# How to bloom with init system integration?

As a package maintainer for things built with catkin and released with bloom, I require the capability to install service "units" with which an init system (systemd, upstart, rc, etc.) may manage my installed programs as daemons. How do I get catkin and/or bloom to install these service units?

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I believe #q133966 discusses this. #q239969 would be another Q&A.

( 2019-08-25 13:27:29 -0500 )edit

@gvdhoorn, almost any file I could place under a debian directory within the package would have to be named for the Debian package to which it contributes --- which is not known until _after_ the bloom. Note also, that the techniques you link do not address non-Debian package formats.

( 2019-08-26 11:58:29 -0500 )edit

which is not known until _after_ the bloom

I'm not sure I completely follow you here, but that is not true: the ROS-pkg-name-to-debian-name conversion is known a priori, so you can anticipate the value used (there is a Q&A here on ROS Answers that discusses it. Can't find it right now though).

And it's even possible to use template files and/or use pre- and postinstall hooks (#q191779).

Note also, that the techniques you link do not address non-Debian package formats.

well, yes. But afaik there is only support for this sort of thing in the rosdebian generator.

Perhaps @William can provide some additional insight.

( 2019-08-26 12:10:40 -0500 )edit

@gvdhoorn, could you explain how one might install, say, a udev rule from a package-specific debian directory? Assuming every $ROS_DISTRO needs the same file content, what would you name it? ( 2019-08-26 12:14:46 -0500 )edit I have a feeling we're not discussing the same thing(s). Please provide a concrete MWE that shows what you want to achieve (ie: some example file & directory structure that should work, but you feel doesn't, given the limitations of Bloom). how one might install, say, a udev rule from a package-specific debian directory One of the examples linked to from #q133966 appears to do exactly that (here). I'm not sure I grok the "package-specific debian directory" part of your question. ( 2019-08-26 14:03:22 -0500 )edit @gvdhoorn, here you go: https://github.com/realtime-neil/ros-... Note that the bloomed result, when dpkg-buildpackaged, conspicuously lacks any systemd unit, despite the presence of the foobar.service file. Also, I note that vanilla dh_installudev doesn't support the kind of semantics you reference; i.e., it expects files of the form ${package}.udev and not udevas shown in https://github.com/ros-drivers/pointg... . What is this mechanism and where is it documented?

( 2019-08-26 15:20:15 -0500 )edit

I learned something today.

Note for the first (or only) binary package listed in debian/control, debhelper will use debian/foo when there's no debian/package.foo file. However, it is often a good idea to keep the package. prefix as it is more explicit. The primary exception to this are files that debhelper by default installs in every binary package when it does not have a package prefix (such as debian/copyright or debian/changelog).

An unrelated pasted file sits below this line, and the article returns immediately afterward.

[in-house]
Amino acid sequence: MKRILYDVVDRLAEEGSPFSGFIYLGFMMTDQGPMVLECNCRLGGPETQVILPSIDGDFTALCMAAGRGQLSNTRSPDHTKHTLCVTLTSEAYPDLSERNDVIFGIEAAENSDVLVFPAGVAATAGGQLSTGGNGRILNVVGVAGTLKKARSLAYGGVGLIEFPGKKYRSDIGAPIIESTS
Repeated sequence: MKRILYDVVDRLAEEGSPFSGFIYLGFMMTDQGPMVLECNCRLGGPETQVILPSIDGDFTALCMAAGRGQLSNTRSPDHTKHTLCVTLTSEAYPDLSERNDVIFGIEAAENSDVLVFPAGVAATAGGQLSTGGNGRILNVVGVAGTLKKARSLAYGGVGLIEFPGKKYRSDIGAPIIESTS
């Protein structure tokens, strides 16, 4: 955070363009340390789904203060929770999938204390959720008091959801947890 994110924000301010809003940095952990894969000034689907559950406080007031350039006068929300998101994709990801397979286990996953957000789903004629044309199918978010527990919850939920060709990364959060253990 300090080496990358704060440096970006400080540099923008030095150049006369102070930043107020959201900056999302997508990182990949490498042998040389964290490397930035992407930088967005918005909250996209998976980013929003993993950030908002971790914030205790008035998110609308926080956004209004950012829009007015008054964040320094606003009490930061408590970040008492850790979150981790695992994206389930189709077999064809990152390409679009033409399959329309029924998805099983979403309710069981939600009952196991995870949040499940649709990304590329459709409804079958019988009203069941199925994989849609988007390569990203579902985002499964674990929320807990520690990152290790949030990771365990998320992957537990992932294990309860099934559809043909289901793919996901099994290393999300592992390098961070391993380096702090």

--- http://man7.org/linux/man-pages/man7/... , "debhelper config files"

( 2019-08-27 12:34:15 -0500 )edit

I am not completely sure that we want to recommend the installation of system-wide unit or init scripts via existing package managers since the units could collide with units from upstream or from other rosdistros on the same host. It would make the most sense to me to provide example unit or init files in share/$pkgname/examples which could be copied or symlinked into a location by a system administrator or configuration management utility. ( 2019-08-27 13:09:53 -0500 )edit ## 1 Answer Sort by » oldest newest most voted tldr; • catkin_ws/src/my_project/debian/udev -> /lib/udev/rules.d/60-ros-${ROS_DISTRO}-my-project.rules
• catkin_ws/src/my_project/debian/service -> /lib/systemd/system/ros-${ROS_DISTRO}-my-project.service • catkin_ws/src/my_project/debian/logrotate -> /etc/logrotate.d/ros-${ROS_DISTRO}-my-project

Explanation follows...

First the caveats: this trick only works for Debian and Debian-based distributions --- specifically, bloom allows this for the rosdebian and debian generator targets.

This works because bloom uses debhelper and debhelper has some nice fallback behavior in how it goes looking for files:

Note for the first (or only) binary package listed in debian/control, debhelper will use debian/foo when there's no debian/package.foo file. However, it is often a good idea to keep the package. prefix as it is more explicit. The primary exception to this are files that debhelper by default installs in every binary package when it does not have a package prefix (such as debian/copyright or debian/changelog).

-- http://man7.org/linux/man-pages/man7/..., "Debhelper Config Files" section

This association to an implicit package name is useful, say, when you don't know the name of the package for which you want to install artifacts. This is exactly the case for ROS packages targeting a Debian-like OS; i.e., the developer doesn't know the name of the package until _after_ the package is bloomed.

Better yet, one can use template files. Files within the catkin project debian directory bearing the TEMPLATE_EXTENSION(defined in https://github.com/ros-infrastructure..., defaulting to .em) will be expanded via empy. For details, see the contents of https://github.com/ros-infrastructure... .

In the case where you have a debian/foo and a debian/foo.em, the expansion of the latter overwrites the former.

Here's a working example that demonstrates the aforementioned techniques:

https://github.com/realtime-neil/ros-...

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